I got the page proofs for MHI today. I’m finally able to see what it is going to look like in the Baen format. I was right, and it isn’t going to be in the 300 page range like it was listed on Amazon. It is going to be fatter. Which is good, because I couldn’t figure out how they were going to squeeze 195,000 words into that many pages.
Everybody who read the initial version of MHI found it to be a very fast read, but it is actually rather fat. I take it as the ultimate compliment when somebody gets back to me that they finished my book in two or three days. (and in a few cases, in one sitting!) That means that I did my job.
That July 28th release date is getting closer. MHI is being listed on more bookstore’s pages every day. I even found my first UK listing, which is very cool. The one original self-published copy listed on Amazon is going for $1,000, which is totally nuts.
MHI:2 The Rough Draft has been been submitted to Baen, and now all I need you guys to do is buy lots of copies of MHI:1 so I can get this sucker published.
Dead Six is rolling right along, and we’re still on track to have the rough done next month. This is one of the more original thrillers that I can think of, and it just keeps getting better. We’ve created a deep and plausible world here, and it has gotten to the point that it just kind of keeps creating itself.
Mike and I did up a character file, where we did a brief sketch of every single named character in the trilogy so far. (and the 3rd book still doesn’t exist at all). It was EPIC. Unlike most thrillers, everybody actually has a plausible motivation, and we tried to make the people as realistic as possible. Somebody once asked Mike if our main characters were “flawed” because supposedly flawed characters are more interesting. He could honestly reply that one of them is a emotionally damaged alchoholic and the other is a narcissistic criminal scumbag, and we still make it fun. In the world of Dead Six, the actual good guy does bad things, while the bad guy ends up trying hard to be good.
On that note, let me digress and put my writer pontification hat on for a minute. I think that thing about flawed characters is a two-edged sword. Owen Zastava Pitt is a popular character, and he does have some flaws, (sucks with women, clumsy, petty, holds a grudge, opinionated, and stubborn), but they’re all plausible things that any normal person could have. On the other hand, you get into the really flawed territory, and I just can’t bear to read about those characters because it is too painful. I’m looking at you Stephen King. I really don’t want to listen to the ramblings of a drug-addled, adultering, child-molesting, porn-addicted, drunken, abused, whoring, wimpy idiot for 800 pages. My favorite King book is still Dark Half, not for his standard King cutout main character, but rather because King (probably accidentally) created a heroic supporting character (who wasn’t a drug addicted pederast) in the Sheriff. I know there are others, but King loves creating chracters that I would just never tolerate in real life, and if I couldn’t stand them in real life, why do I want to be in their head for 800 pages? (man… what was that one where the chick was handcuffed to the bed for like 600 pages?)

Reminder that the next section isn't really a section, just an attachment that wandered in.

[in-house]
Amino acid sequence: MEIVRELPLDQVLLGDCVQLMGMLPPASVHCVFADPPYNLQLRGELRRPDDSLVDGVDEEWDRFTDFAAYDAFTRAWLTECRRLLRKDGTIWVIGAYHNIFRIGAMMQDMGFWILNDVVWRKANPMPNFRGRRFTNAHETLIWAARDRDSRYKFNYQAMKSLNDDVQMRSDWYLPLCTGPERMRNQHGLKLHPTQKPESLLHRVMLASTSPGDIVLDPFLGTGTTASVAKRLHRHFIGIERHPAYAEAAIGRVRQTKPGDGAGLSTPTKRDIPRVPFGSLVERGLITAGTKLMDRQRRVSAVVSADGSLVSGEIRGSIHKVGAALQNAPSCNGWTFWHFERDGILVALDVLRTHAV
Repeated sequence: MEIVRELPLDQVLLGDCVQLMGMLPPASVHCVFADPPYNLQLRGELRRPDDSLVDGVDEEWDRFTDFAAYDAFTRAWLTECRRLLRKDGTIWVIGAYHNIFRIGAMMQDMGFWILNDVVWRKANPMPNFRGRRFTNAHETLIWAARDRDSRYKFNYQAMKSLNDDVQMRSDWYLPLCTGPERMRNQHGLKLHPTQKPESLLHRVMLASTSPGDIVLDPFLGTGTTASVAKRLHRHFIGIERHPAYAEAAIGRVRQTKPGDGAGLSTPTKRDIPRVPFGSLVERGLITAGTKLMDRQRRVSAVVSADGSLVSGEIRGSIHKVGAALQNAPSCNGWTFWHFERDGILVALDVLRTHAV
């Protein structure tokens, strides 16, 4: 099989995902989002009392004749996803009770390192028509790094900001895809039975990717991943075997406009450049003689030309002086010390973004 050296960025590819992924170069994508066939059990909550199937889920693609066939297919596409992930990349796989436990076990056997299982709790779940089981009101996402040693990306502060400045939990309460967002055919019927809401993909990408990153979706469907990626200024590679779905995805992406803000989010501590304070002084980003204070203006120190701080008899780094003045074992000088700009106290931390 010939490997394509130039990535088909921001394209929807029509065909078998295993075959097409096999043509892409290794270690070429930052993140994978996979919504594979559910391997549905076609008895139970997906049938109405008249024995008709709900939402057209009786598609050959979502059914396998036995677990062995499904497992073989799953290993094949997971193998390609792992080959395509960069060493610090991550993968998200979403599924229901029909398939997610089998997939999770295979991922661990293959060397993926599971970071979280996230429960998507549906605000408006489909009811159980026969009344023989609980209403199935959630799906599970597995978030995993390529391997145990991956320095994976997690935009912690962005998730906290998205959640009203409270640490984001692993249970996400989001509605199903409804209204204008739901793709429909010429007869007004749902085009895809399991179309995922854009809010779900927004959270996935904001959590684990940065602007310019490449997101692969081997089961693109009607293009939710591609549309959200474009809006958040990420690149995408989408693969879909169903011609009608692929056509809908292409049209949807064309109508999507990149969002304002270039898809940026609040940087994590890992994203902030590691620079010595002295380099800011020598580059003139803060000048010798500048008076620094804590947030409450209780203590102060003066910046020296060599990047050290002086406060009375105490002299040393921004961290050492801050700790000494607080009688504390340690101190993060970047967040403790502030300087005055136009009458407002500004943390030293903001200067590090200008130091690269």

My current Grimnoir project is evolving, and I’m extremely pumped about it too. It is turning out in a very interesting way, kind of an alternative history where Indiana Jones meets Black Mask (the 1930s one, not the Jet Li one) meets Harry Potter only with more guns, samurai, and zeppelins. I’m having fun with this main character because I get to write somebody in the pulp style of the hardboiled detectives. I’m talking about the kind of square jawed manly man that has a fried egg, black coffee, and a cigarette for breakfast, stuffs a Colt .45 in his coat, saves the dame, and takes out the trash. All while wearing a fedora. Because men should wear cool HATS.